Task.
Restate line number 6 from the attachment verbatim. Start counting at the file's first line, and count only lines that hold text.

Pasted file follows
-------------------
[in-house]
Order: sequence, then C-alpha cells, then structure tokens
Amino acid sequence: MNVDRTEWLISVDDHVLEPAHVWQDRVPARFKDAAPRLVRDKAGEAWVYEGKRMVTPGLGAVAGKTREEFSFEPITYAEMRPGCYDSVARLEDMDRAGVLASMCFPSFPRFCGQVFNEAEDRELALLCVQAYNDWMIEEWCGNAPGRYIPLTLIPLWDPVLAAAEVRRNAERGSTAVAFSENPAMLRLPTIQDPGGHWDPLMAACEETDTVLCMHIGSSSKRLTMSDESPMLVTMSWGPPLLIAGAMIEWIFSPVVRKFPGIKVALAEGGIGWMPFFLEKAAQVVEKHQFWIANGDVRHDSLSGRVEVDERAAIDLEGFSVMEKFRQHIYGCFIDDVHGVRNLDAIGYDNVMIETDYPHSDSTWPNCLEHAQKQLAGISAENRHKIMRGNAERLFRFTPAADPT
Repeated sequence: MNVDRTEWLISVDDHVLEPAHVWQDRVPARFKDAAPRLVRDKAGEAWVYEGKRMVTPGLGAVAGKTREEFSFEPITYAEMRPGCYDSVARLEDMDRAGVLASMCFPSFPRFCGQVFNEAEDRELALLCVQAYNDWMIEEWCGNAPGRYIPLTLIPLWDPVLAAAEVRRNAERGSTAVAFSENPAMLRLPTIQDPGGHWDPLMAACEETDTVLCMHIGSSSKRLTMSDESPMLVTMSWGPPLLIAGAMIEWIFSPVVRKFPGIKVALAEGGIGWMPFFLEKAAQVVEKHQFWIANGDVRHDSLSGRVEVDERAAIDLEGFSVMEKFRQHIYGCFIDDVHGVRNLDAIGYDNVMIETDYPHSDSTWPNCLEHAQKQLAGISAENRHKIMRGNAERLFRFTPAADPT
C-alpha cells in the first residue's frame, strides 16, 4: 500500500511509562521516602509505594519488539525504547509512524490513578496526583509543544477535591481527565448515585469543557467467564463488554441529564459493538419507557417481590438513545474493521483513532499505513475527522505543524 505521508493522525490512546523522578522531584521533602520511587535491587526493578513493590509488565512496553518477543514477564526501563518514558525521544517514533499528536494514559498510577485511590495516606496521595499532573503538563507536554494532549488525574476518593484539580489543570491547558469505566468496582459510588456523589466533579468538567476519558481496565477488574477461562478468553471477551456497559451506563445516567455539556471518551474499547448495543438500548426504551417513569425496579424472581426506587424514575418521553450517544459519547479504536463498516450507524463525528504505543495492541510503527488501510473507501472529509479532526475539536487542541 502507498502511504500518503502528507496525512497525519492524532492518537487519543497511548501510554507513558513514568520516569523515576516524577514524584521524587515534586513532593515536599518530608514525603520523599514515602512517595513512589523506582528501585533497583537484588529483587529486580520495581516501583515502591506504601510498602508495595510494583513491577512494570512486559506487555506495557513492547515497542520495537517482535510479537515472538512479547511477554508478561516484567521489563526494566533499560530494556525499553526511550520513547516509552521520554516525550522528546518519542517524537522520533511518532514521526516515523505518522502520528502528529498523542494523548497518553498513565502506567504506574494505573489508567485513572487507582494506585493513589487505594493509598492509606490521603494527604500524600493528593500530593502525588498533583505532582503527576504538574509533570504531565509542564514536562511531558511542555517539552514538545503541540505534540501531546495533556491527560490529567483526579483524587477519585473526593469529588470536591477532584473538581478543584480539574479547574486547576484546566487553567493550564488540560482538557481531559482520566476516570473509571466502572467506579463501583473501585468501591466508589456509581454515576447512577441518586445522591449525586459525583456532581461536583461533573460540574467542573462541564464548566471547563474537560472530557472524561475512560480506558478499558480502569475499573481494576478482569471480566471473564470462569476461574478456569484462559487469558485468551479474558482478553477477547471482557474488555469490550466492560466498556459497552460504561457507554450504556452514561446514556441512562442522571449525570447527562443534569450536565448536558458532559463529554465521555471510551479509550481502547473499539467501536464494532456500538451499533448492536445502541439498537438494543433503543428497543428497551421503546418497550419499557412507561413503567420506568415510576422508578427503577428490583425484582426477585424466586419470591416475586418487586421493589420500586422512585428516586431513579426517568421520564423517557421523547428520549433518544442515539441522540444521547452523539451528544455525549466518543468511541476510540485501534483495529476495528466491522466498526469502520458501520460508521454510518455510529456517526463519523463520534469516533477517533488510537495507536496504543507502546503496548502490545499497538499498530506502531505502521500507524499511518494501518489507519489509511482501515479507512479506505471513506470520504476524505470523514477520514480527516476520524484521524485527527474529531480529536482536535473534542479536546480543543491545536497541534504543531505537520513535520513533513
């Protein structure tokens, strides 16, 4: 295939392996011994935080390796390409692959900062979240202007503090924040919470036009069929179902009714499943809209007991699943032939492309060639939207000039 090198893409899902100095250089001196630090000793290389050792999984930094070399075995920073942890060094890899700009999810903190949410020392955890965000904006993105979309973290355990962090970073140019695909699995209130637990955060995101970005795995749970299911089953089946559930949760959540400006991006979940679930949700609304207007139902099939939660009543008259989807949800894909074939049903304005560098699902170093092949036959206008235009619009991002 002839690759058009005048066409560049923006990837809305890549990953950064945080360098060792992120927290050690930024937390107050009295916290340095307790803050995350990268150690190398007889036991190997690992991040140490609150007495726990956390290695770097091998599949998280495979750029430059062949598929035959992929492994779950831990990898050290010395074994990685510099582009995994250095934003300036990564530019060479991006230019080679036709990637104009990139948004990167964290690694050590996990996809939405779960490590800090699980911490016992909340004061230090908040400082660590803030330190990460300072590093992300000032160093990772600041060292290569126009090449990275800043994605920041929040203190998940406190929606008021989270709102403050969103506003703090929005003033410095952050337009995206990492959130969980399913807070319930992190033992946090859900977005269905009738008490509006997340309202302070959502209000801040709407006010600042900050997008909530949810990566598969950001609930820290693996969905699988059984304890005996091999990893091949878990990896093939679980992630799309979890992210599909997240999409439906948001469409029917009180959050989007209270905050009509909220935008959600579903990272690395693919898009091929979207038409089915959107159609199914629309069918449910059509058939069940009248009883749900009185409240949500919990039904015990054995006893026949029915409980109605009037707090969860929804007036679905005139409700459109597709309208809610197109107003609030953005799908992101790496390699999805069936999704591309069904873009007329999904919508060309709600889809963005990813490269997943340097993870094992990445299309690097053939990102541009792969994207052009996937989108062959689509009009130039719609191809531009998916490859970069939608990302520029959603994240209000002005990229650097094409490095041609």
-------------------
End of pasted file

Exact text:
């Protein structure tokens, strides 16, 4: 295939392996011994935080390796390409692959900062979240202007503090924040919470036009069929179902009714499943809209007991699943032939492309060639939207000039 090198893409899902100095250089001196630090000793290389050792999984930094070399075995920073942890060094890899700009999810903190949410020392955890965000904006993105979309973290355990962090970073140019695909699995209130637990955060995101970005795995749970299911089953089946559930949760959540400006991006979940679930949700609304207007139902099939939660009543008259989807949800894909074939049903304005560098699902170093092949036959206008235009619009991002 002839690759058009005048066409560049923006990837809305890549990953950064945080360098060792992120927290050690930024937390107050009295916290340095307790803050995350990268150690190398007889036991190997690992991040140490609150007495726990956390290695770097091998599949998280495979750029430059062949598929035959992929492994779950831990990898050290010395074994990685510099582009995994250095934003300036990564530019060479991006230019080679036709990637104009990139948004990167964290690694050590996990996809939405779960490590800090699980911490016992909340004061230090908040400082660590803030330190990460300072590093992300000032160093990772600041060292290569126009090449990275800043994605920041929040203190998940406190929606008021989270709102403050969103506003703090929005003033410095952050337009995206990492959130969980399913807070319930992190033992946090859900977005269905009738008490509006997340309202302070959502209000801040709407006010600042900050997008909530949810990566598969950001609930820290693996969905699988059984304890005996091999990893091949878990990896093939679980992630799309979890992210599909997240999409439906948001469409029917009180959050989007209270905050009509909220935008959600579903990272690395693919898009091929979207038409089915959107159609199914629309069918449910059509058939069940009248009883749900009185409240949500919990039904015990054995006893026949029915409980109605009037707090969860929804007036679905005139409700459109597709309208809610197109107003609030953005799908992101790496390699999805069936999704591309069904873009007329999904919508060309709600889809963005990813490269997943340097993870094992990445299309690097053939990102541009792969994207052009996937989108062959689509009009130039719609191809531009998916490859970069939608990302520029959603994240209000002005990229650097094409490095041609």